The Publishing Crisis Moves Down the Food Chain

April 16, 2009

A front page story on most North American newspapers (and certainly all Canadian ones) is that AbitibiBowater, the world’s biggest newsprint producer (40% marketshare) has filed for bankruptcy protection in the United States and plans to file for similar protection in Montreal on Friday.

According to the report in the (Toronto) Globe & Mail, “U.S. newsprint demand has been falling for more than 20 years. After peaking at 12.3 million tonnes in 1987, sales were just 6.8 million tonnes in 2008.”

A second story in the paper (which of course I read online) is: “Abitibi investors urged to run away.”

Meanwhile, over in the Wall Street Journal, the bad news report focused on Weyerhaeuser Co. which posted a fourth-quarter net loss of $1.21 billion on sales of $1.76 billion.

While Weyerhaeuser gains the bulk of its revenue on wood for building rather than on newsprint, it’s just bad news all around. A second report in the WSJ sates: “Last month Standard & Poor’s cut its long-term ratings on Weyerhaeuser one notch to right above junk status, saying the company will likely continue to post poor results.”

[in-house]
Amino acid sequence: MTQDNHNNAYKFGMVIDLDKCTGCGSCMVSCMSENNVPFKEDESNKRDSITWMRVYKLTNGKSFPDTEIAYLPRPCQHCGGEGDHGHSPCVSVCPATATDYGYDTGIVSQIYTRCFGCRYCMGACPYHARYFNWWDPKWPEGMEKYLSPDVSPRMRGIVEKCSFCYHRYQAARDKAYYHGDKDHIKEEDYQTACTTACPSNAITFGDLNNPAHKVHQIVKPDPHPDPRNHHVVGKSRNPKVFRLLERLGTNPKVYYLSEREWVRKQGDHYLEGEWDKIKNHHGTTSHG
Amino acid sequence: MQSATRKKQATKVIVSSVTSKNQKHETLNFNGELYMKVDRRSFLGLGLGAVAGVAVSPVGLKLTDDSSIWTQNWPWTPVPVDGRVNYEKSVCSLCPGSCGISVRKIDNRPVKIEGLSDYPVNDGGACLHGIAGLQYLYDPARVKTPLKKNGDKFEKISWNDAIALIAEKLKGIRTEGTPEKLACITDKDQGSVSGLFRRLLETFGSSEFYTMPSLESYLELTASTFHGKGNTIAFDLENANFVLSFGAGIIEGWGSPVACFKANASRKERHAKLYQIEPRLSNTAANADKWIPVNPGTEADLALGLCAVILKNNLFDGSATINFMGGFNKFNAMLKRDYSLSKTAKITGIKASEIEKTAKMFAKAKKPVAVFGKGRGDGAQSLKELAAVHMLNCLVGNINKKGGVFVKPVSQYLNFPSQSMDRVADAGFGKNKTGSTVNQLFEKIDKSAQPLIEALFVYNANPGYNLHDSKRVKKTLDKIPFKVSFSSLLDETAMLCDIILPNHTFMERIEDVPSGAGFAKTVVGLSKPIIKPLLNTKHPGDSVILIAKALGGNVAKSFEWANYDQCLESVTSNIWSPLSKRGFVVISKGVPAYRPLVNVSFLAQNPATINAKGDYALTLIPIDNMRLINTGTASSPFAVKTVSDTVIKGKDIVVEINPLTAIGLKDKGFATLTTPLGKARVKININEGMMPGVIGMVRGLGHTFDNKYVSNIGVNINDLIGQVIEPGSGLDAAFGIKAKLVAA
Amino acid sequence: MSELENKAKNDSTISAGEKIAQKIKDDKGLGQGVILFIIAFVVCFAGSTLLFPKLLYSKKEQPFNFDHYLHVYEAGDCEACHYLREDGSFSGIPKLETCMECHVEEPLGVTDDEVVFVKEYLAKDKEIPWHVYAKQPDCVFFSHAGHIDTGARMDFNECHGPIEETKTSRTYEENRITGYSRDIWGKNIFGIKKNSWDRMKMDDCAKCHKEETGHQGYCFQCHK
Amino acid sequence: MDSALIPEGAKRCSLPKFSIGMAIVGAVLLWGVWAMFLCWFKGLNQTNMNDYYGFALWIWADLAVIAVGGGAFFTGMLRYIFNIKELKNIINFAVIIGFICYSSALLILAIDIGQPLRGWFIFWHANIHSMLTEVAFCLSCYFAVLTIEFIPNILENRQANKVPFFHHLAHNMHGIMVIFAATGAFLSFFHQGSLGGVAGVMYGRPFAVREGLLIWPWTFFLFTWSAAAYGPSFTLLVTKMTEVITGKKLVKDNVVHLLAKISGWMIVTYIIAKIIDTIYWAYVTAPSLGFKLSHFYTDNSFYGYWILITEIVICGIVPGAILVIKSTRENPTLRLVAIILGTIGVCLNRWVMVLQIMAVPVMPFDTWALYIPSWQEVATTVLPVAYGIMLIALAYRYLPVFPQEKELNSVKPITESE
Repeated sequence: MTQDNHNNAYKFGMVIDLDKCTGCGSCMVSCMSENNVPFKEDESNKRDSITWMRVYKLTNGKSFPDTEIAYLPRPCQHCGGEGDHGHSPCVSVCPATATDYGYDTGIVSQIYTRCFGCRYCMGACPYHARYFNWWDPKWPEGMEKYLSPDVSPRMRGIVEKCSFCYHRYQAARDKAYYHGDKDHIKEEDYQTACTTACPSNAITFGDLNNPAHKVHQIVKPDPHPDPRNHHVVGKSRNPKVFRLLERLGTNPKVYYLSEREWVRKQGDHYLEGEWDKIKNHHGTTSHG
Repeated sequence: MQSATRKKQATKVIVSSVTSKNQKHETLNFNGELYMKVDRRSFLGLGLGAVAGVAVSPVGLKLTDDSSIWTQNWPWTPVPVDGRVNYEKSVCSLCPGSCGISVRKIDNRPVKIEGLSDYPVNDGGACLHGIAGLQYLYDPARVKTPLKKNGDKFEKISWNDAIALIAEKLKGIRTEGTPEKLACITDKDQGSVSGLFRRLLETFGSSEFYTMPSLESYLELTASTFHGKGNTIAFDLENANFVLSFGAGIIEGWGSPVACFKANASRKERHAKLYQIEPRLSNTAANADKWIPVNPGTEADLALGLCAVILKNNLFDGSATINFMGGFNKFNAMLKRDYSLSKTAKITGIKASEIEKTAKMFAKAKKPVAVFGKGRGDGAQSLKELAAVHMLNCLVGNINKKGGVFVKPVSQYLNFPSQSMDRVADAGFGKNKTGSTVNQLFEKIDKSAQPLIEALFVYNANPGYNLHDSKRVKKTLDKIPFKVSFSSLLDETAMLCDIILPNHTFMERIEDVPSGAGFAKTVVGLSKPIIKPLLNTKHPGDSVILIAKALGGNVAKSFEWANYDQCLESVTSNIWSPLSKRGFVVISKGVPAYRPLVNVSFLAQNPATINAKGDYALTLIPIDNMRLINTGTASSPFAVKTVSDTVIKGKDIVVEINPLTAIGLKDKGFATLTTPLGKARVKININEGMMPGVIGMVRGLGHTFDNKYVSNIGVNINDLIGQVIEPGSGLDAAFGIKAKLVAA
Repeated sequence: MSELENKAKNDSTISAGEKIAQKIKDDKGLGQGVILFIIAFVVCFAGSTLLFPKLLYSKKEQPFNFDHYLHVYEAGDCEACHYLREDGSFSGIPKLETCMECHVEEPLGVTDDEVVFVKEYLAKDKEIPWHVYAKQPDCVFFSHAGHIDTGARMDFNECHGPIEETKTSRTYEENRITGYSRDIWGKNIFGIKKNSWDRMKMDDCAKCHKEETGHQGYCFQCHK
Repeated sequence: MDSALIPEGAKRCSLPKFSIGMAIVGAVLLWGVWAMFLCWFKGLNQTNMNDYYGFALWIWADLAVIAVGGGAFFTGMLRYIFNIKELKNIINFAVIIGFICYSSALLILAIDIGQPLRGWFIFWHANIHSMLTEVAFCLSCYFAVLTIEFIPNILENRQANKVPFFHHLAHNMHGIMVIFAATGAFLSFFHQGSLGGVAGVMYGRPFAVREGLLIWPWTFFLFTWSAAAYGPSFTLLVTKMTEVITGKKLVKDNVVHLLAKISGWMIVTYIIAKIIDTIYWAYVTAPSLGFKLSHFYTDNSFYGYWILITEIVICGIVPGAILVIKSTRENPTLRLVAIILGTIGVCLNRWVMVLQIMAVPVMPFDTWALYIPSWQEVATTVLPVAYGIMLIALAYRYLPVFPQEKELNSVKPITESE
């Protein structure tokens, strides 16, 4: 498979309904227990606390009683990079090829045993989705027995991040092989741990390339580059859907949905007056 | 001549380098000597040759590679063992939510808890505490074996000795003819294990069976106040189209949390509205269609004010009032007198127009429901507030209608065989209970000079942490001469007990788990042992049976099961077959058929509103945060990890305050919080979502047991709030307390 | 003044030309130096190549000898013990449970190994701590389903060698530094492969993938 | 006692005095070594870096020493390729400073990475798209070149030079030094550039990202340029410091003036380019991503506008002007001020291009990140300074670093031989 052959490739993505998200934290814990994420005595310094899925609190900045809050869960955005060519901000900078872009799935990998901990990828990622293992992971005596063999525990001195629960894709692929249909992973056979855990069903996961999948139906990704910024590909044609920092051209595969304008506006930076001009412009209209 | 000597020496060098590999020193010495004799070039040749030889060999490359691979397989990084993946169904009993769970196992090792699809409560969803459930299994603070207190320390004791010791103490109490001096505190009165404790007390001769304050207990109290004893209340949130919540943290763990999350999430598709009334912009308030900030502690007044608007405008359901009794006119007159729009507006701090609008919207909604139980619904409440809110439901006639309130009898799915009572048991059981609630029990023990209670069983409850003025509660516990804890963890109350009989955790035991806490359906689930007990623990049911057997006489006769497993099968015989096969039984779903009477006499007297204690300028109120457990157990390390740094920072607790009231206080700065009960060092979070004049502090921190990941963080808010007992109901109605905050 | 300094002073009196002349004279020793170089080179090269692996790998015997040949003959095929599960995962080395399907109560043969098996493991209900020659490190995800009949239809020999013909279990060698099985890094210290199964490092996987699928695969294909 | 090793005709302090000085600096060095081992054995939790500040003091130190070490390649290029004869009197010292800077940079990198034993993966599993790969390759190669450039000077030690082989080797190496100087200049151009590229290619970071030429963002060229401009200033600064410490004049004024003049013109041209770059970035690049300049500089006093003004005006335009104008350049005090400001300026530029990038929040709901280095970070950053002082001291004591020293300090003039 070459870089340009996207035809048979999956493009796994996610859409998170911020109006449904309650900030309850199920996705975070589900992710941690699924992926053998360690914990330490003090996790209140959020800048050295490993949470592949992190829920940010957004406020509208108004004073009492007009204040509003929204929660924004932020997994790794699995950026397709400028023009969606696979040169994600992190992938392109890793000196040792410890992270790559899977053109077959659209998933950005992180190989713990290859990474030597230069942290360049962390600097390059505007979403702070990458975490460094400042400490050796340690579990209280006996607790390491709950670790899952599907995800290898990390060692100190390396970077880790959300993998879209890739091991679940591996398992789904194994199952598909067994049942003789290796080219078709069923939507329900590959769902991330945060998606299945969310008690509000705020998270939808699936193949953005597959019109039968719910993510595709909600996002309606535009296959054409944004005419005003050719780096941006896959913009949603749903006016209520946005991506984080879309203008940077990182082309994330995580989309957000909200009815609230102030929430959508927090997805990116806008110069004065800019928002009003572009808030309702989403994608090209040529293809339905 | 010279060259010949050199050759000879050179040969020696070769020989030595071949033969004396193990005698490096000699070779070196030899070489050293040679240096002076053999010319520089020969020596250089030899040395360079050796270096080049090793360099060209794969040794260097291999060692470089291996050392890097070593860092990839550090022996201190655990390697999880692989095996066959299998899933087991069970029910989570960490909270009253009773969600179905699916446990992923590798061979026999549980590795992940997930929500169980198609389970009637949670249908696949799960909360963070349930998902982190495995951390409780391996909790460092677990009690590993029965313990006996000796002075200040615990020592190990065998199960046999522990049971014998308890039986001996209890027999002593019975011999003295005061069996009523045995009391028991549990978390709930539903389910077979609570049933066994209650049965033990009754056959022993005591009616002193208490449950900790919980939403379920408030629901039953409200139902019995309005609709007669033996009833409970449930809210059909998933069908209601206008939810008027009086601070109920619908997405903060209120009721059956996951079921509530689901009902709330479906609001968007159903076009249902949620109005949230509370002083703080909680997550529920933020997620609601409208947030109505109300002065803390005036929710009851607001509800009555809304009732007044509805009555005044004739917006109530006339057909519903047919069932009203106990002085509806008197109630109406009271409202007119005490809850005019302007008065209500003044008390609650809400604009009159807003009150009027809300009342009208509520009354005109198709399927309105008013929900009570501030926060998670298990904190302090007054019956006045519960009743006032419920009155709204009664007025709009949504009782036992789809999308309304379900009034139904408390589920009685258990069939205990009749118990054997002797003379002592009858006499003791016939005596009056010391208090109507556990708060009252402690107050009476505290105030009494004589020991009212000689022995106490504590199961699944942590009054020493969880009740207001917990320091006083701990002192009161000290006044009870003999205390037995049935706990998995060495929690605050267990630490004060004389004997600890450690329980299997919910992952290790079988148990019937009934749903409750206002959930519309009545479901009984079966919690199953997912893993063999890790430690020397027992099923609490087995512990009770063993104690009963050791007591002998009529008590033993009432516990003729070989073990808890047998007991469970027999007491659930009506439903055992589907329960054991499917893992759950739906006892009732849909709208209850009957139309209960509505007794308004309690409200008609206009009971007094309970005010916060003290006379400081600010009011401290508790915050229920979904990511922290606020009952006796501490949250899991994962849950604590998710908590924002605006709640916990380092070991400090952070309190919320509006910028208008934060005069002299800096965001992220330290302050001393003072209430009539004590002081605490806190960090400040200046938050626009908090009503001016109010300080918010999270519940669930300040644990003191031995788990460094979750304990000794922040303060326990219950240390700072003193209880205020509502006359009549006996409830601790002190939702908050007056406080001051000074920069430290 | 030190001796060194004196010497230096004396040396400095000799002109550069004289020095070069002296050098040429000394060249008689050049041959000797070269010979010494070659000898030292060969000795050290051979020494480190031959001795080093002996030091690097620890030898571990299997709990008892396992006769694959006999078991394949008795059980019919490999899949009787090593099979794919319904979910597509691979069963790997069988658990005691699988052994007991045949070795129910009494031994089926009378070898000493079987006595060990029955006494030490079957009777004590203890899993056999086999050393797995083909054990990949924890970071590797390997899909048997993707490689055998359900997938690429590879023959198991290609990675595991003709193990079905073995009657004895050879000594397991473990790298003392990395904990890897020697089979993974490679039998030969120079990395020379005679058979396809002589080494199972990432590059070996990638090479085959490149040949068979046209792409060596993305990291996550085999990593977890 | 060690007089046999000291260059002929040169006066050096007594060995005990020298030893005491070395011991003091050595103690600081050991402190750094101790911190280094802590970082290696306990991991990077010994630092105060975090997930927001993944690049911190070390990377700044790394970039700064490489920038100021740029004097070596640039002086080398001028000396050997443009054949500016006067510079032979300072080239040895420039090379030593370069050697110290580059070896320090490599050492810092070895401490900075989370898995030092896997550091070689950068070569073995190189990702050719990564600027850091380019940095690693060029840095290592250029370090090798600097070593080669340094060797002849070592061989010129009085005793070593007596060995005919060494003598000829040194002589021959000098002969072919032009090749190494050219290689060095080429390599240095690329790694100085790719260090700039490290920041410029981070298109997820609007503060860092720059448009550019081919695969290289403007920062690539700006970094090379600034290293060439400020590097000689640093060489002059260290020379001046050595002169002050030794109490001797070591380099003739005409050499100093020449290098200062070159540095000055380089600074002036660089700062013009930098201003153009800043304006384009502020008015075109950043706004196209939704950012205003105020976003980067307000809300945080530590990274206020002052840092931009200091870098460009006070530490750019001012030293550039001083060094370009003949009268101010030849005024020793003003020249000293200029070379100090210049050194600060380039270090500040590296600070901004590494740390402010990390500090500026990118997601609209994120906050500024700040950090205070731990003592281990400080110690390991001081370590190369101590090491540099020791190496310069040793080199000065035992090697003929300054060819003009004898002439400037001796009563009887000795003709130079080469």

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It’s Not Just Reporters Losing Their Jobs

December 24, 2008

New York City, ever self-fixated, is treating the current downturn in the newspaper and magazine industries as a tragedy affecting mainly itself (oh yes, and a few folks in Chicago and LA), forgetting that this recession spreads far beyond its narrow borders.

An article yesterday in Canada’s The Globe & Mail (the rough equivalent of The New York Times in terms of reach and influence) points out that “across Canada, forestry is mired in a deep depression, with 40,000 jobs across the country shed over the last six years. In B.C. (British Columbia), the toll has topped 10,000.

“The pace of forestry’s decline has only worsened as the global downturn has intensified. It is one of the forces bringing economic growth in B.C. skidding to a screeching halt.”

Of course not all of this is related to paper consumption, but it’s a reminder of how far the dark night has spread.

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